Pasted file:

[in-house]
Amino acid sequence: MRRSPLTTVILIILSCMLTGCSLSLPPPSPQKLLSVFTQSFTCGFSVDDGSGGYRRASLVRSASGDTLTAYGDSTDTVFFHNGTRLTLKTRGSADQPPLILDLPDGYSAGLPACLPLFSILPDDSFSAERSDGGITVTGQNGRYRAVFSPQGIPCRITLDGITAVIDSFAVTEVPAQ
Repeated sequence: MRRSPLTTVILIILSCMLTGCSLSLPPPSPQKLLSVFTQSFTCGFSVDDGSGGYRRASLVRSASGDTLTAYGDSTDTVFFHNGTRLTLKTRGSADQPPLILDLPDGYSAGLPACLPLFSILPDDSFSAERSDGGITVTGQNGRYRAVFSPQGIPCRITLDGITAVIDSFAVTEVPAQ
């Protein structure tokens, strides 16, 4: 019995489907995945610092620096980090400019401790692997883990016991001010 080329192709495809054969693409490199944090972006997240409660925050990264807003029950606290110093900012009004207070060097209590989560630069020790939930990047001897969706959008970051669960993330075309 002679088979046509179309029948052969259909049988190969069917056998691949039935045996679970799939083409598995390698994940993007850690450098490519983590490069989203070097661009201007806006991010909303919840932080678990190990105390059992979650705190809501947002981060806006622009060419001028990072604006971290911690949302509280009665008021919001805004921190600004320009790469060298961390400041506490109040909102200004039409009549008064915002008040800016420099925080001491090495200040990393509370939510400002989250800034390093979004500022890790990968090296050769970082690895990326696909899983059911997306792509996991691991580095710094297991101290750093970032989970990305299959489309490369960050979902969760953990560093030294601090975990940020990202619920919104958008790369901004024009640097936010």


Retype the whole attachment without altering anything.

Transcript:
[in-house]
Amino acid sequence: MRRSPLTTVILIILSCMLTGCSLSLPPPSPQKLLSVFTQSFTCGFSVDDGSGGYRRASLVRSASGDTLTAYGDSTDTVFFHNGTRLTLKTRGSADQPPLILDLPDGYSAGLPACLPLFSILPDDSFSAERSDGGITVTGQNGRYRAVFSPQGIPCRITLDGITAVIDSFAVTEVPAQ
Repeated sequence: MRRSPLTTVILIILSCMLTGCSLSLPPPSPQKLLSVFTQSFTCGFSVDDGSGGYRRASLVRSASGDTLTAYGDSTDTVFFHNGTRLTLKTRGSADQPPLILDLPDGYSAGLPACLPLFSILPDDSFSAERSDGGITVTGQNGRYRAVFSPQGIPCRITLDGITAVIDSFAVTEVPAQ
């Protein structure tokens, strides 16, 4: 019995489907995945610092620096980090400019401790692997883990016991001010 080329192709495809054969693409490199944090972006997240409660925050990264807003029950606290110093900012009004207070060097209590989560630069020790939930990047001897969706959008970051669960993330075309 002679088979046509179309029948052969259909049988190969069917056998691949039935045996679970799939083409598995390698994940993007850690450098490519983590490069989203070097661009201007806006991010909303919840932080678990190990105390059992979650705190809501947002981060806006622009060419001028990072604006971290911690949302509280009665008021919001805004921190600004320009790469060298961390400041506490109040909102200004039409009549008064915002008040800016420099925080001491090495200040990393509370939510400002989250800034390093979004500022890790990968090296050769970082690895990326696909899983059911997306792509996991691991580095710094297991101290750093970032989970990305299959489309490369960050979902969760953990560093030294601090975990940020990202619920919104958008790369901004024009640097936010």